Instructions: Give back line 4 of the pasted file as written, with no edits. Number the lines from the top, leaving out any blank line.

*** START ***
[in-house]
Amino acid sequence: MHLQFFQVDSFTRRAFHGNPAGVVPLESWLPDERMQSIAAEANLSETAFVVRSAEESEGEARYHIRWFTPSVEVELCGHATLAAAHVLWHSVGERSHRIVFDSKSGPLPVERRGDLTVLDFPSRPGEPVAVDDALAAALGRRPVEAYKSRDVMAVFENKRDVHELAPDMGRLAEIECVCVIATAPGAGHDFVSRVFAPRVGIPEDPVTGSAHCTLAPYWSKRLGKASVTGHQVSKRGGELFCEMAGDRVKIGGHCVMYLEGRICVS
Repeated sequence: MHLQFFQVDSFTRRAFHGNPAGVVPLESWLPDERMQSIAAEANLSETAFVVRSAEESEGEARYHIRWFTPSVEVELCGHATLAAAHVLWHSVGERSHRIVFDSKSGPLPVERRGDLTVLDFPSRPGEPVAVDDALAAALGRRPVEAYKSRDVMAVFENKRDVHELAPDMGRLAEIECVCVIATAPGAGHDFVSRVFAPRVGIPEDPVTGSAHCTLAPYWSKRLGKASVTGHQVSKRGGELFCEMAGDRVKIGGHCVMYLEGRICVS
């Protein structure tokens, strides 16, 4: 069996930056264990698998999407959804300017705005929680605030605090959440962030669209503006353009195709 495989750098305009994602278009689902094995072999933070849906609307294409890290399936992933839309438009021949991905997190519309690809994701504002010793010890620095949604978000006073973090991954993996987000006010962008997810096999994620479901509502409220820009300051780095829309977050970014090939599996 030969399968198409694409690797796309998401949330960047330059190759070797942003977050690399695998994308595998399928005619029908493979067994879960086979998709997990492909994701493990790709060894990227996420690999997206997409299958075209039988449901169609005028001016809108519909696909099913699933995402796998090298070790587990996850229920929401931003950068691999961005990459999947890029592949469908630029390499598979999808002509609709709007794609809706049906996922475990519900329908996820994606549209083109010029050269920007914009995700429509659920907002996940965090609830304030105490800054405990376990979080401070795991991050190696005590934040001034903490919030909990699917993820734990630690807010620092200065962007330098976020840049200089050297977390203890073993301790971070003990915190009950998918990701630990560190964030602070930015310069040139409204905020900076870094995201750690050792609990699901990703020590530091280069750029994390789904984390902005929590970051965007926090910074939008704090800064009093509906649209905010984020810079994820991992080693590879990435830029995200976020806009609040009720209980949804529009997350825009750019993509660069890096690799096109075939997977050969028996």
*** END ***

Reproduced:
């Protein structure tokens, strides 16, 4: 069996930056264990698998999407959804300017705005929680605030605090959440962030669209503006353009195709 495989750098305009994602278009689902094995072999933070849906609307294409890290399936992933839309438009021949991905997190519309690809994701504002010793010890620095949604978000006073973090991954993996987000006010962008997810096999994620479901509502409220820009300051780095829309977050970014090939599996 030969399968198409694409690797796309998401949330960047330059190759070797942003977050690399695998994308595998399928005619029908493979067994879960086979998709997990492909994701493990790709060894990227996420690999997206997409299958075209039988449901169609005028001016809108519909696909099913699933995402796998090298070790587990996850229920929401931003950068691999961005990459999947890029592949469908630029390499598979999808002509609709709007794609809706049906996922475990519900329908996820994606549209083109010029050269920007914009995700429509659920907002996940965090609830304030105490800054405990376990979080401070795991991050190696005590934040001034903490919030909990699917993820734990630690807010620092200065962007330098976020840049200089050297977390203890073993301790971070003990915190009950998918990701630990560190964030602070930015310069040139409204905020900076870094995201750690050792609990699901990703020590530091280069750029994390789904984390902005929590970051965007926090910074939008704090800064009093509906649209905010984020810079994820991992080693590879990435830029995200976020806009609040009720209980949804529009997350825009750019993509660069890096690799096109075939997977050969028996």